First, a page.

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Paul Bley had known and collaborated with Gary Peacock since 1962, so by the time this duo session was recorded, one could expect that a certain degree of musical empathy would be in play. And yes, here there is plenty of the give and take of two old friends who do not go along with the mainstream jazz program. Yet one could also call this an album of twin monologues, for ten of the 15 tracks here are solo improvisations for each player, with the five duo numbers interspersed between them. Twice, a pair of Peacock's bass solos form a sandwich around a Bley solo track, setting up a symmetry that is fulfilled by the subsequent duo numbers. Moreover, on the first five minutes of the lengthy duo track "Who's Who Is It?," Bley and Peacock play their passages separately, one after another, before Peacock's free basslines stiffen sufficiently to provide a walking, swinging partner for Bley. As for other duo tracks, the CD opens with a lovely duet bearing the significant title "Again Anew," and they put together a great Latin-flavored workout on Ornette Coleman's "Latin Genetics." The parting shot "No Pun Intended" is a humorous, atonal, avant-garde, extended-techniques adventure at the opposite stylistic pole of the opening track. Without slighting Bley's contribution in the least, it is Peacock who makes the most inventive impression on this disc; his solos sustain high interest throughout — a tough thing to pull off on the bass — and his instrument is beautifully captured by the engineers. ~ Richard S. Ginell, Rovi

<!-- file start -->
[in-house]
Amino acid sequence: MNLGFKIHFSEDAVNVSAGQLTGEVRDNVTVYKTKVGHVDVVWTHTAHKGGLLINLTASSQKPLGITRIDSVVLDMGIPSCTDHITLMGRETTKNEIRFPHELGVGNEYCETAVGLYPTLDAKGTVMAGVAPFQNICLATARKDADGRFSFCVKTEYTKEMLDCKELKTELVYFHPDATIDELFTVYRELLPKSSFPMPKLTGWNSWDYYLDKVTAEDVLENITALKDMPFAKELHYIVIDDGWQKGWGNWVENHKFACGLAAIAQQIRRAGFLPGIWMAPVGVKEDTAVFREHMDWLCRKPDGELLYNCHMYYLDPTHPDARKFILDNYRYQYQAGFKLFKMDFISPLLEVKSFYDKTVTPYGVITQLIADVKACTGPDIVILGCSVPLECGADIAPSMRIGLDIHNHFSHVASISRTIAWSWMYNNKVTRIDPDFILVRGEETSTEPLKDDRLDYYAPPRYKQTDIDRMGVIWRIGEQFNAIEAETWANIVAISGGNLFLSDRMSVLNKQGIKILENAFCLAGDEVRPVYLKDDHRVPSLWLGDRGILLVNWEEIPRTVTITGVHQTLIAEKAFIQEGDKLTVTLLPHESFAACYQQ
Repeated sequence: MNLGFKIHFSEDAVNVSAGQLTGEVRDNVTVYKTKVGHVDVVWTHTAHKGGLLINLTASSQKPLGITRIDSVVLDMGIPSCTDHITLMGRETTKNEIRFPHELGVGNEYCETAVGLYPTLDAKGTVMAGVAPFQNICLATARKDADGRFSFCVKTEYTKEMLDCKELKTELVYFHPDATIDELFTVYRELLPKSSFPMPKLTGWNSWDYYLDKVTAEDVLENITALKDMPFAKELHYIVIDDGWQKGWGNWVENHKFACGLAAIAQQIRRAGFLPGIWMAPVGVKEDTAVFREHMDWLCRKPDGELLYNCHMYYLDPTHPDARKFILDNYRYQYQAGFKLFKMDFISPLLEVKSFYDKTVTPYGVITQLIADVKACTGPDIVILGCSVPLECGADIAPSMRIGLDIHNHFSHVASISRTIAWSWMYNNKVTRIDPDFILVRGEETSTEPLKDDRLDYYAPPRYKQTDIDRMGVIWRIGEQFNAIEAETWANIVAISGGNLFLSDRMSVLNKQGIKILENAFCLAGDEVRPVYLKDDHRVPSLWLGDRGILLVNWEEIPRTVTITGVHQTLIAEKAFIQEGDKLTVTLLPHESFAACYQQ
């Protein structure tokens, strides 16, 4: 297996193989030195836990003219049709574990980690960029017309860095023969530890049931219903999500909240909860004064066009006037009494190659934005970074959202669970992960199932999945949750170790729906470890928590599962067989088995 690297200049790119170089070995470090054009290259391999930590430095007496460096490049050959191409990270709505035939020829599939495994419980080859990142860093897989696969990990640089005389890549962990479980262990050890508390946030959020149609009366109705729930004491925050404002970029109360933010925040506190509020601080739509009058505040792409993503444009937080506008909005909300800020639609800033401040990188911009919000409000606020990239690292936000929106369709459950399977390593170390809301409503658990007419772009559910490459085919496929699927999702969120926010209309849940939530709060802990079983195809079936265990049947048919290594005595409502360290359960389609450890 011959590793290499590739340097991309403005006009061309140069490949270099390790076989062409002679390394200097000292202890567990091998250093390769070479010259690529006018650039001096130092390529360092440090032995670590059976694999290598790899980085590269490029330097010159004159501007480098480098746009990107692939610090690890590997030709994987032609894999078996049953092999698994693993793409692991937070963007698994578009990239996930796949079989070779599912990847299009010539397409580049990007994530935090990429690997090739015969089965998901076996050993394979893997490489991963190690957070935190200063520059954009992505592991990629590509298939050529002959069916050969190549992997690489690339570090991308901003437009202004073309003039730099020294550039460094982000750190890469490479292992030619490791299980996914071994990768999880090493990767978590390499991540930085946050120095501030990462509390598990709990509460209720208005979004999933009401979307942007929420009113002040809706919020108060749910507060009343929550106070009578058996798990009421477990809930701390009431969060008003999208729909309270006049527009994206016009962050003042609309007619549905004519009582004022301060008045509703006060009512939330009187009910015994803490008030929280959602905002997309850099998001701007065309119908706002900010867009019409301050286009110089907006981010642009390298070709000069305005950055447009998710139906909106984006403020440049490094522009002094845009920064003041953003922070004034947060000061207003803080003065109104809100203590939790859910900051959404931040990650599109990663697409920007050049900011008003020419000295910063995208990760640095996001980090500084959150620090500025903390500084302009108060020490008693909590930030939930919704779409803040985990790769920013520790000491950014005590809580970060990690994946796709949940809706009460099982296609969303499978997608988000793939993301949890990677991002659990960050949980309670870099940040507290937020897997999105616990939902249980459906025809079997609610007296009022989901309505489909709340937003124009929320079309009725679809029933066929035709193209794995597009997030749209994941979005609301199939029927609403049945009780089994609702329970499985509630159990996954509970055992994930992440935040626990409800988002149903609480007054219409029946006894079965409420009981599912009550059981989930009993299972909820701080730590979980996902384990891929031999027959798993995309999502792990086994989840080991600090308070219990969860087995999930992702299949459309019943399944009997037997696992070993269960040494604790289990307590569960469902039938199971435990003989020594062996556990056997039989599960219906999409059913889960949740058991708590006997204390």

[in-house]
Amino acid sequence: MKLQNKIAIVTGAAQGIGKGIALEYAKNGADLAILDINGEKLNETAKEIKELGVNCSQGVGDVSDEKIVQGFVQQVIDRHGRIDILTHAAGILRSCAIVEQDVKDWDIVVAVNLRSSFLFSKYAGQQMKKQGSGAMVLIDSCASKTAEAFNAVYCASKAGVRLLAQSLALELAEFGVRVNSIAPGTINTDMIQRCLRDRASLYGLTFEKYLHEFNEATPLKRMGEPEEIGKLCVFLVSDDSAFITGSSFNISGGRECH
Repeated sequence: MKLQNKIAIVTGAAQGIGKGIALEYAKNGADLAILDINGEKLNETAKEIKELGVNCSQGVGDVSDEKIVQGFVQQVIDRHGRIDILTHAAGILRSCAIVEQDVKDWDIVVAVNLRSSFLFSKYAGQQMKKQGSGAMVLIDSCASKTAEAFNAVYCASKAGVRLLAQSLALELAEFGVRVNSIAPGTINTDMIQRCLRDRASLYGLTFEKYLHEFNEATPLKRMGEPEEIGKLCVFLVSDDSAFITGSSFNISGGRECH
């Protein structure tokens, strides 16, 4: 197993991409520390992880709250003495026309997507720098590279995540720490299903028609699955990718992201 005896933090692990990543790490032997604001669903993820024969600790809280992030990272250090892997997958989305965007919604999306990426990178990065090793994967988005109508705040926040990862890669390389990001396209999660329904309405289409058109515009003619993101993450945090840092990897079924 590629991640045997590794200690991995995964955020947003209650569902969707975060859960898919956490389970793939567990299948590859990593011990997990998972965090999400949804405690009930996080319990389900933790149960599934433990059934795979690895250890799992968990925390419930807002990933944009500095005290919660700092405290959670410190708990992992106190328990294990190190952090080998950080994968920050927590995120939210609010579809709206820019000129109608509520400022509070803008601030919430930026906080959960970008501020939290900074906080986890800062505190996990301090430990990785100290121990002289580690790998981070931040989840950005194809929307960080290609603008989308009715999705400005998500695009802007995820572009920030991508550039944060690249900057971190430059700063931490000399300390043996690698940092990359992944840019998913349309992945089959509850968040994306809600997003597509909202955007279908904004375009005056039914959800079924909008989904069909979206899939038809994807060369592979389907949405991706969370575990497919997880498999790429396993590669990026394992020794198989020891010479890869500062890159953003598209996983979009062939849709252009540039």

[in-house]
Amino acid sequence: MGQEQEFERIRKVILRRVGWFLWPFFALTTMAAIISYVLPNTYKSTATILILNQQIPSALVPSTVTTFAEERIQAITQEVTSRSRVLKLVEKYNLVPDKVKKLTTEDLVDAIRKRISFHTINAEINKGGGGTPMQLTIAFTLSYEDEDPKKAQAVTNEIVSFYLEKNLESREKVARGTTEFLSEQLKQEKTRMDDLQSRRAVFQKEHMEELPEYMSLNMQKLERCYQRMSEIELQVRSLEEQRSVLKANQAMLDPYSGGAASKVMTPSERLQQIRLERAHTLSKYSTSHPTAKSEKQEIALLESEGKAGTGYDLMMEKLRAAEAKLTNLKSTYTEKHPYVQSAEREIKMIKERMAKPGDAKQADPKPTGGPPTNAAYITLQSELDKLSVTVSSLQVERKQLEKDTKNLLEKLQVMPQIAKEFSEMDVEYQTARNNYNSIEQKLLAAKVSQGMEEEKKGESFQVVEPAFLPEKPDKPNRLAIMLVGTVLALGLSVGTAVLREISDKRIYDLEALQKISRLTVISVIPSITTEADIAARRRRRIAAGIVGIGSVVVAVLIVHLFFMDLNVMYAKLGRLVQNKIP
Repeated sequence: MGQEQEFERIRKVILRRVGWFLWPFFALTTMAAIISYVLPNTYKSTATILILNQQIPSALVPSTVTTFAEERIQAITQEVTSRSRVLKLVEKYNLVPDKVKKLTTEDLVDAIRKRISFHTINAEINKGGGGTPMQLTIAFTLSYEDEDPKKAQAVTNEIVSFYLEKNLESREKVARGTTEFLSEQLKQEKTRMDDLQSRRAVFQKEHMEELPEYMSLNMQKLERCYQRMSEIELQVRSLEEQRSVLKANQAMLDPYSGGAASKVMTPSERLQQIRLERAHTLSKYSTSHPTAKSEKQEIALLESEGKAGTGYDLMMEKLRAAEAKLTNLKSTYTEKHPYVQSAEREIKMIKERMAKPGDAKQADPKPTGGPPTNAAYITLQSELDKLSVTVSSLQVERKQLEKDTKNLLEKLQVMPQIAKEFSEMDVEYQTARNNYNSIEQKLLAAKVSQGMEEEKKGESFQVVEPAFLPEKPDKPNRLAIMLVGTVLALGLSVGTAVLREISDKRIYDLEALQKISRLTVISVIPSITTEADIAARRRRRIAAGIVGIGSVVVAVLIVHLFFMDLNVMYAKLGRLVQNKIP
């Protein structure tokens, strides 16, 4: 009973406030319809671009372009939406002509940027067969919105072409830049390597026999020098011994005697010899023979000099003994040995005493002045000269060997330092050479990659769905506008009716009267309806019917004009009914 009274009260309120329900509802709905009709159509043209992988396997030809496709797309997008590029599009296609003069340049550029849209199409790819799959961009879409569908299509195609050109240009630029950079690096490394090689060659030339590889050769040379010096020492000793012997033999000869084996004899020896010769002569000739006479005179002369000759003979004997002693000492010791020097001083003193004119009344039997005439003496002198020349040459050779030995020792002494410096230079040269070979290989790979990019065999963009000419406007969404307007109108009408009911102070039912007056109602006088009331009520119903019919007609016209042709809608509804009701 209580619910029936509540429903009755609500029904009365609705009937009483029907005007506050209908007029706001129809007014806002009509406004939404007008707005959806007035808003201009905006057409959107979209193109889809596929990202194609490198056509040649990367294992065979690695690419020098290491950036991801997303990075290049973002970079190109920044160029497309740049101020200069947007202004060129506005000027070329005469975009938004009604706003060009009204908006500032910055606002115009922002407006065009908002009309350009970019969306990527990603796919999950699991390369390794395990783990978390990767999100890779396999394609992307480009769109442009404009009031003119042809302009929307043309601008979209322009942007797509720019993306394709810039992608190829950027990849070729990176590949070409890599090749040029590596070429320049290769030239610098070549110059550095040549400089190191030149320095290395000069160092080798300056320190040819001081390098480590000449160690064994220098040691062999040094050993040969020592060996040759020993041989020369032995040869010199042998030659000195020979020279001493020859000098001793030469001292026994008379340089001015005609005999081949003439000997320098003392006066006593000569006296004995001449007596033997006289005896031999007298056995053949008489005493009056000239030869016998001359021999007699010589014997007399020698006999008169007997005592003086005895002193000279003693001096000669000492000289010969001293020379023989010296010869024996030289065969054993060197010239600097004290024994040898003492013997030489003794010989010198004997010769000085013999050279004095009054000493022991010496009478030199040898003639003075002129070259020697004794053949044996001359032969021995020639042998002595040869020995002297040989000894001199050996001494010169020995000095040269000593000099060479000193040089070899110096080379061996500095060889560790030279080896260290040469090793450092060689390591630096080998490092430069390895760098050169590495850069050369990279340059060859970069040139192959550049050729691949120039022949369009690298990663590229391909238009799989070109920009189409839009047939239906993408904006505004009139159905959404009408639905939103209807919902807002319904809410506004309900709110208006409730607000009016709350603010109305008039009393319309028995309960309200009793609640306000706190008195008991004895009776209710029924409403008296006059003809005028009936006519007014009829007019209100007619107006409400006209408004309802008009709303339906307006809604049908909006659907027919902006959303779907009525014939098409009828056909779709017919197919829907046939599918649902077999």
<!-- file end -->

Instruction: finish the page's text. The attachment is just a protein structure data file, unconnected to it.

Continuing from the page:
Nacido(a): 12 de mayo de 1935 en Burley, ID

Género: Jazz

Años de actividad: '60s, '70s, '80s, '90s, '00s

A subtle but adventurous bassist, Gary Peacock's flexibility and consistently creative ideas have been an asset to several important groups. He was originally a pianist, playing in an Army band while stationed in Germany in the late '50s. Peacock switched to bass in 1956, staying on in Germany after his discharge to play with Hans Koller, Attila Zoller, Tony Scott, and Bud Shank. In 1958 he moved to Los Angeles where he performed with Barney Kessel, Don Ellis, Terry Gibbs, Shorty Rogers, and (most...
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Partners, Gary Peacock
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